Published: Sat, October 20, 2018
Health Care | By Cedric Leonard

Man's death linked to consumption of squirrel brains

Man's death linked to consumption of squirrel brains

According to the report, the 61-year-old man had been admitted to a hospital at Rochester Regional with cognitive impairment, schizophrenia and psychosis in 2015; he was also unable to walk under his own power.

He was diagnosed with Variant Creutzfeldt-Jakob Disease in 2015 'after suffering thinking problems and impaired walking, ' according to the report. They began digging through hospital records after seeing four suspected cases of CJD crop up within the span of six months last winter in the U.S. - an unusually high number for a rare disease that affects about 350 people in the entire country annually.

But it appears a different type of meat may be to blame in this case. His family described him as an avid hunter who had dined on squirrel in the past.

"It's unclear if the man consumed the entire squirrel brain or just squirrel meat that was contaminated with parts of squirrel brain", the report's lead author said.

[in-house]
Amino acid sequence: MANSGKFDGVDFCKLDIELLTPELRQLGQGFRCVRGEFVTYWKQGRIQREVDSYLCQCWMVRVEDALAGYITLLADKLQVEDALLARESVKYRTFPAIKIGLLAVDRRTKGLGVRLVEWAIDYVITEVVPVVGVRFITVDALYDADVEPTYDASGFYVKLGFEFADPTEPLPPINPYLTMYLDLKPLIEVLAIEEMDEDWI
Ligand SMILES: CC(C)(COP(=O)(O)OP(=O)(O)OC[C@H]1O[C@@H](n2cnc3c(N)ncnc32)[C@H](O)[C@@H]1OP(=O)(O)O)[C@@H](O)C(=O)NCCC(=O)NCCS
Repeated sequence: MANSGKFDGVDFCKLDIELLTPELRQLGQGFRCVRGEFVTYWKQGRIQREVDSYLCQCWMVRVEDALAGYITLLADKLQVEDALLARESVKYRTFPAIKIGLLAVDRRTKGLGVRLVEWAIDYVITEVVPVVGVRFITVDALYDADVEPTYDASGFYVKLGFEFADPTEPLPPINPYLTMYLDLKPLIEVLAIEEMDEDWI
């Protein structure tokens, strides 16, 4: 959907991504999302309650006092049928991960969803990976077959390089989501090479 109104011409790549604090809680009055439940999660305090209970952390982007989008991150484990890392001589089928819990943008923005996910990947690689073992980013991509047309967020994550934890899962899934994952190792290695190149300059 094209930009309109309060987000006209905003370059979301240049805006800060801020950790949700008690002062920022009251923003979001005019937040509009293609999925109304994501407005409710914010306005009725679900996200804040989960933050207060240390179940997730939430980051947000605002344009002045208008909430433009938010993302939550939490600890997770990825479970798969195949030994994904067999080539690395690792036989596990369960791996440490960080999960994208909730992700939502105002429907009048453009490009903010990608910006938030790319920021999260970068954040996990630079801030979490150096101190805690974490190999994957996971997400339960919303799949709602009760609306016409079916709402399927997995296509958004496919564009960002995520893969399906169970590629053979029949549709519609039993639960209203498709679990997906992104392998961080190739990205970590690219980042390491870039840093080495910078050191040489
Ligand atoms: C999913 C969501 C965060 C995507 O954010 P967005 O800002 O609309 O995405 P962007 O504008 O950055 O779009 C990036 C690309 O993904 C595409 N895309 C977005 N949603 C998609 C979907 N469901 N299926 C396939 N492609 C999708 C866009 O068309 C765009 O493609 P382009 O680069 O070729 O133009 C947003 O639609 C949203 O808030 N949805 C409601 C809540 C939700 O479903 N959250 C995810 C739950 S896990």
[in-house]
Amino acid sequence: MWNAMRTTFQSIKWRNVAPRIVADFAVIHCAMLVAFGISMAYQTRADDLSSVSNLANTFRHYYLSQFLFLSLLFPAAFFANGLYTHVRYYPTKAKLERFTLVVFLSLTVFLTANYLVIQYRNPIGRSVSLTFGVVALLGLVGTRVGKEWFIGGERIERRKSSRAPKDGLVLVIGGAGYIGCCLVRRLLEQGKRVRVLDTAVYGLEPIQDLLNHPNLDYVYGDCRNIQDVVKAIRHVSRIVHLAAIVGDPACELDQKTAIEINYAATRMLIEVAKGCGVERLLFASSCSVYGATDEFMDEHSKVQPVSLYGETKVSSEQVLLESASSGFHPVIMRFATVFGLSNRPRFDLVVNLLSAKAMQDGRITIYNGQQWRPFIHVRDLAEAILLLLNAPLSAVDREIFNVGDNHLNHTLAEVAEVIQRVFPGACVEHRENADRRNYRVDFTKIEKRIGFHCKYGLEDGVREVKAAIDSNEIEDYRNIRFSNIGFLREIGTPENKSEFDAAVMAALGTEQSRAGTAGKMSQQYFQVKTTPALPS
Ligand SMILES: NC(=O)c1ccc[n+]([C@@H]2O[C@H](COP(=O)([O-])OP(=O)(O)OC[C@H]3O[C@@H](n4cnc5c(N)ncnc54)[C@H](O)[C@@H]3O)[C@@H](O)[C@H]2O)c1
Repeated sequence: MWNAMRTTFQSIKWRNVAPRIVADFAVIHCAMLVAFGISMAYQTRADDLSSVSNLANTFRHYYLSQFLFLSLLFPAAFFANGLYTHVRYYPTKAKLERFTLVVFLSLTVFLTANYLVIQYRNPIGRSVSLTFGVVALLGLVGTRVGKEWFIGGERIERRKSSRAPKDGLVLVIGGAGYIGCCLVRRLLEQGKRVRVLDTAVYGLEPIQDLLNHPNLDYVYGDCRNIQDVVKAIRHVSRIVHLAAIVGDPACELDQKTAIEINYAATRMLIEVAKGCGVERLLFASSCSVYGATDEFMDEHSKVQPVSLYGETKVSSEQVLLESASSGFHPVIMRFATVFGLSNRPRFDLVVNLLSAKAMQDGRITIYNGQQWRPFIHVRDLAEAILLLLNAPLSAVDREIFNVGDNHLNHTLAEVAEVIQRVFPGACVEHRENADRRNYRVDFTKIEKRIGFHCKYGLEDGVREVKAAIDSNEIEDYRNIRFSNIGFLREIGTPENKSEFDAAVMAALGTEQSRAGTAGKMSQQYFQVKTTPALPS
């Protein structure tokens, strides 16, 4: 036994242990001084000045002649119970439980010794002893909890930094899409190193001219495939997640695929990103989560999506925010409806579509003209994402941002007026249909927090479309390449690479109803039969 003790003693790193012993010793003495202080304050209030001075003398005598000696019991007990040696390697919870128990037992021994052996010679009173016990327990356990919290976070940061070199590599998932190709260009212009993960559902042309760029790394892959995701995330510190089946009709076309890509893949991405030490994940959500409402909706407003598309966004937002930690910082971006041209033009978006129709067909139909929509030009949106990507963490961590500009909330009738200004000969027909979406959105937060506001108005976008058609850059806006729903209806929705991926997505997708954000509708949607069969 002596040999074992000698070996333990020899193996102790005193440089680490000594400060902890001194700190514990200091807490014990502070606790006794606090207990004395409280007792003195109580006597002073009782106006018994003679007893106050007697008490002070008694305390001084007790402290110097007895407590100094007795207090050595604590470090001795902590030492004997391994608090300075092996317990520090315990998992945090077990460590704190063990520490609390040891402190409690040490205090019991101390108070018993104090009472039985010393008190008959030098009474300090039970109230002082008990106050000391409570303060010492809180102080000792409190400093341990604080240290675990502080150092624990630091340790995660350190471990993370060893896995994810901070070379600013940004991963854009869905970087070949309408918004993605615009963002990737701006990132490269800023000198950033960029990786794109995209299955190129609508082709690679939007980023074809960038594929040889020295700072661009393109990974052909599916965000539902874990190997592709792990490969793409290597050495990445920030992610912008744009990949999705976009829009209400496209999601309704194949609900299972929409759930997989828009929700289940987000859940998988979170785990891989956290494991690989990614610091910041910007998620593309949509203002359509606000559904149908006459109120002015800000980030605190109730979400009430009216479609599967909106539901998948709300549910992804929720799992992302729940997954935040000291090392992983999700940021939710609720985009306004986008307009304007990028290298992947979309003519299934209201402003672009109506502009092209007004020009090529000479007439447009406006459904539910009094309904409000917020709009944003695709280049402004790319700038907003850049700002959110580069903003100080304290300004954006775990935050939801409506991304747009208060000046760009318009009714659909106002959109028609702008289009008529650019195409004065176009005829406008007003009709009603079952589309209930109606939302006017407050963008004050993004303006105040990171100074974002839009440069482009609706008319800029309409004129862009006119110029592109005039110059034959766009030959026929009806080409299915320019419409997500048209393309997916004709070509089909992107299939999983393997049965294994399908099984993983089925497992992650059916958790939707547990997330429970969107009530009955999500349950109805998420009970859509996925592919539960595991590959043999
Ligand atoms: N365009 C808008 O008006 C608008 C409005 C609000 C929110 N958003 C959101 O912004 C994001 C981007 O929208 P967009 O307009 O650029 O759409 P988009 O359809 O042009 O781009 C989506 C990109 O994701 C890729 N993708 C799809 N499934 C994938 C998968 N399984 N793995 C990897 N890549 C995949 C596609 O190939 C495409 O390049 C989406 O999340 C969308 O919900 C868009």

A man has died after he developed a rare and fatal infectious disease from eating squirrel brains, likened to mad cow disease.

The rarest form is acquired CJD, which is when the brain or nervous system tissue becomes infected through exposure - only causing one percent of cases. Prions exist naturally in the brain and are seemingly being harmless to us.

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A variant of Creutzfeldt-Jakob (vCJD) captured the public attention in the 1990s when people in the United Kingdom developed the disease from eating contaminated beef in an outbreak of mad cow disease. Most people develop the disease spontaneously, while a few inherit it.

Doctors at Rochester Regional Health, who wrote the report, noted they were shocked when four of the exceptionally rare suspected cases of CJD were presented between November 2017 and April 2018.

The case report urges doctors to consider the disease when making future diagnoses, as pinpointing it as a cause of symptoms is so often delayed to the point where there's no time to even consider treatment.

An MRI examination and a test of his cerebrospinal fluid revealed the proteins that usually trigger "mad cow disease".

However, CJD can be confirmed only with a test of brain tissue on autopsy at death.

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